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Justice for the Kosovo Victims of Lead Poisoning! #UNJustToRoma

30 August 2016

Justice for the Kosovo Victims of Lead Poisoning! #UNJustToRoma

The European Roma Rights Centre is demanding the Secretary-General of the United Nations compensate the Roma, Ashkali & Balkan Egyptians exposed to lead poisoning in Mitrovica, Kosovo, in line with a finding by the UN Human Rights Advisory Panel that the UN was legally responsible for what happened.

Exposure to lead in any amount is dangerous. But the levels in the blood and hair samples of the Romani children living in the Mitrovica IDP camps were off the charts – European and American scientists had never seen anything like it. These Romani children, many of them now adults, are condemned to a short life of mental and physical health problems because of the inadequacy of the United Nations Mission in Kosovo (UNMIK).

Needless to say, this did not happen to non-Roma living in the same area as they were safely relocated by the United Nations.

Join us in demanding a full public apology from UNMIK, as well as calling on the Secretary General of the United Nations to arrange for the medical costs of those whose lives UNMIK have irreparably damaged to be covered, and compensation provided.

Roma rights are human rights! We call on all those who believe this and care about equal justice for Roma, Ashkali & Balkan Egyptians to sign this petition.

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ERRC submission to UN HRC on Hungary (February 2018)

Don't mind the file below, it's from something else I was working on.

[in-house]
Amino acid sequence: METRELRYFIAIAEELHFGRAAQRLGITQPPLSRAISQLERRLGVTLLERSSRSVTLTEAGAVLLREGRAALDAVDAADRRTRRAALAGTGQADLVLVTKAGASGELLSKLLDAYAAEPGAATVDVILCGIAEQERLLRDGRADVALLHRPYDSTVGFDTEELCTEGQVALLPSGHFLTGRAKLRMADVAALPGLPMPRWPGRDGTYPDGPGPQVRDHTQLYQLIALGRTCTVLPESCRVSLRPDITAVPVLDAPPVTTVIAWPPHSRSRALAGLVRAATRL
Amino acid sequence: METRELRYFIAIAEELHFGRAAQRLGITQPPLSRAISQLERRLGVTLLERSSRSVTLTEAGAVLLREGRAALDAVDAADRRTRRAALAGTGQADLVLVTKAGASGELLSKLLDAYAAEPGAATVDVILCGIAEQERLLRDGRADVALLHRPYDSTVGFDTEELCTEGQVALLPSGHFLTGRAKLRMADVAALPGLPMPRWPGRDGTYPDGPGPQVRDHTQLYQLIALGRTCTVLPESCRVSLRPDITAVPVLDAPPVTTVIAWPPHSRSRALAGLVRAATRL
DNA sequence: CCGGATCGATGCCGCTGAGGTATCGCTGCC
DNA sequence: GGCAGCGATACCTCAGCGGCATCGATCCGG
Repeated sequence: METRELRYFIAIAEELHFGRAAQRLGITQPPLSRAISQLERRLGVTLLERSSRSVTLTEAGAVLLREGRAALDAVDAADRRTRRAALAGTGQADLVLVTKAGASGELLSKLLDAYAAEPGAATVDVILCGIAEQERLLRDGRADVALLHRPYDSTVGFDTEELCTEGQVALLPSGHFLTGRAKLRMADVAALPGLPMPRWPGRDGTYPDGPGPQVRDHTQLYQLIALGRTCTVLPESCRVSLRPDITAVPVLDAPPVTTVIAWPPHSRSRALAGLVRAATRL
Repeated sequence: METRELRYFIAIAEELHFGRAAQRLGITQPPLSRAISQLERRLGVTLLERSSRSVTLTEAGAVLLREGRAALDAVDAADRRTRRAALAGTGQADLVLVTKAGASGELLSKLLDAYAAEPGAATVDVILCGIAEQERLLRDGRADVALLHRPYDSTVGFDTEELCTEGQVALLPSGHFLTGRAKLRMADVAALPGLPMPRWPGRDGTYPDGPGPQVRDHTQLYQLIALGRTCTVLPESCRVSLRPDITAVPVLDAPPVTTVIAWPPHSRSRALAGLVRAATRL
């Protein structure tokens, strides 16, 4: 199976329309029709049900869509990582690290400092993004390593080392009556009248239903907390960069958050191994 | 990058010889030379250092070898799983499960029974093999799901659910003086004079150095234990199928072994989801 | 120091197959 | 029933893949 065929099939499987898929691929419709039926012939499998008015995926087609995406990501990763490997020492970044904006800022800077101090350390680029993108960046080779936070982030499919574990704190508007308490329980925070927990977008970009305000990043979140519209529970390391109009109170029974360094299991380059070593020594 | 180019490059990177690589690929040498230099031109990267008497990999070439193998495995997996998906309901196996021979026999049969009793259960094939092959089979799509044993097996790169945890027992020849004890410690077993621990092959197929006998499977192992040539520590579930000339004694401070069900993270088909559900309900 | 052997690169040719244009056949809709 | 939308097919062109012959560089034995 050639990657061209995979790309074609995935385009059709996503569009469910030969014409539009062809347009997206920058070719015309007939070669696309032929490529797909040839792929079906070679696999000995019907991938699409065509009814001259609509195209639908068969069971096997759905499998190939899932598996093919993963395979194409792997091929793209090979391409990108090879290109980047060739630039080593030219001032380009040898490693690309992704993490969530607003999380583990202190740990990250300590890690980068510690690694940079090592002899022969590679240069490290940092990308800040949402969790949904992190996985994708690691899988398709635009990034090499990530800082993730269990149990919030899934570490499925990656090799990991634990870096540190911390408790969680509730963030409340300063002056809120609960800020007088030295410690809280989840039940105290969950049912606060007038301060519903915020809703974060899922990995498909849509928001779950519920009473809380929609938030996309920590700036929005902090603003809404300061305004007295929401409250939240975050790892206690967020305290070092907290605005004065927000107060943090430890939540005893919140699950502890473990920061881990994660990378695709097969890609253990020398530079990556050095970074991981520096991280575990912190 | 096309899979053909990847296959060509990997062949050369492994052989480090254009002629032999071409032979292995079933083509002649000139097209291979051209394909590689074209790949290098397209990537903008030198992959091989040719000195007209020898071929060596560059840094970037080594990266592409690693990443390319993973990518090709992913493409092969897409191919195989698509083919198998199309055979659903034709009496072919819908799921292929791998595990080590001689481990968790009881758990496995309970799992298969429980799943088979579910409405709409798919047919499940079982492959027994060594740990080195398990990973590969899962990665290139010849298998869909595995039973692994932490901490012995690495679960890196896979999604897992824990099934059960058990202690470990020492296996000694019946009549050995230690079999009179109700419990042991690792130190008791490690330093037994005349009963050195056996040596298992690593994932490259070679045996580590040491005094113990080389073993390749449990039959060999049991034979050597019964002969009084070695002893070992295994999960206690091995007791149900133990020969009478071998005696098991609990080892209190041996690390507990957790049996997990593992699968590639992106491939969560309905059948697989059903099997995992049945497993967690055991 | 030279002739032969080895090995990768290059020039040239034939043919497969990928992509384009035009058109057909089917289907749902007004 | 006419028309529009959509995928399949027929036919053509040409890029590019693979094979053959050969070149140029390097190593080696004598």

14 February 2018

Written Comments of the European Roma Rights Centre concerning Hungary to the UN Human Rights Committee for consideration at its 122nd session (12 Narch - 6 April 2018).

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The Fragility of Professional Competence: A Preliminary Account of Child Protection Practice with Romani and Traveller Children in England

24 January 2018

Romani and Traveller children in England are much more likely to be taken into state care than the majority population, and the numbers are rising. Between 2009 and 2016 the number of Irish Travellers in care has risen by 400% and the number of Romani children has risen 933%. The increases are not consistent with national trends, and when compared to population data, suggest that Romani and Traveller children living in the UK could be 3 times more likely be taken into public care than any other child. 

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Families Divided: Romani and Egyptian Children in Albanian Institutions

21 November 2017

There’s a high percentage of Romani and Egyptian children in children’s homes in Albania – a disproportionate number. These children are often put into institutions because of poverty, and then find it impossible ever to return to their families. Because of centuries of discrimination Roma and Egyptians in Albania are less likely to live in adequate housing, less likely to be employed and more likely to feel the effects of extreme poverty.

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